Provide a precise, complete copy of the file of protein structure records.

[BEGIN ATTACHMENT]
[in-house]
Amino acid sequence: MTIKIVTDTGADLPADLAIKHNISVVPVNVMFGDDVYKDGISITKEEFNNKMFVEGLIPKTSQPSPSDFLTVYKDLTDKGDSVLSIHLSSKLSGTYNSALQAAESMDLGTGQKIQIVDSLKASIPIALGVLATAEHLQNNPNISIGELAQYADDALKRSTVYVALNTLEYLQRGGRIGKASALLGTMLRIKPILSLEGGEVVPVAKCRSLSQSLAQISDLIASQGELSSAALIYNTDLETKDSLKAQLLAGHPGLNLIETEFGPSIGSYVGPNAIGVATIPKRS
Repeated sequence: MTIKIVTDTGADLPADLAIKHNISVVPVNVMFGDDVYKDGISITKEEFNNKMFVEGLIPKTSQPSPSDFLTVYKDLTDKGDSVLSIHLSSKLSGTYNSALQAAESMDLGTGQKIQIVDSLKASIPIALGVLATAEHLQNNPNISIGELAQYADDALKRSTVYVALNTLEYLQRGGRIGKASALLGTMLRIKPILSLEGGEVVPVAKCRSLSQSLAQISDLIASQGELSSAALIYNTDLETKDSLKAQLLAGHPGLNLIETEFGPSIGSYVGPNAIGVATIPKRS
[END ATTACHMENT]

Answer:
[in-house]
Amino acid sequence: MTIKIVTDTGADLPADLAIKHNISVVPVNVMFGDDVYKDGISITKEEFNNKMFVEGLIPKTSQPSPSDFLTVYKDLTDKGDSVLSIHLSSKLSGTYNSALQAAESMDLGTGQKIQIVDSLKASIPIALGVLATAEHLQNNPNISIGELAQYADDALKRSTVYVALNTLEYLQRGGRIGKASALLGTMLRIKPILSLEGGEVVPVAKCRSLSQSLAQISDLIASQGELSSAALIYNTDLETKDSLKAQLLAGHPGLNLIETEFGPSIGSYVGPNAIGVATIPKRS
Repeated sequence: MTIKIVTDTGADLPADLAIKHNISVVPVNVMFGDDVYKDGISITKEEFNNKMFVEGLIPKTSQPSPSDFLTVYKDLTDKGDSVLSIHLSSKLSGTYNSALQAAESMDLGTGQKIQIVDSLKASIPIALGVLATAEHLQNNPNISIGELAQYADDALKRSTVYVALNTLEYLQRGGRIGKASALLGTMLRIKPILSLEGGEVVPVAKCRSLSQSLAQISDLIASQGELSSAALIYNTDLETKDSLKAQLLAGHPGLNLIETEFGPSIGSYVGPNAIGVATIPKRS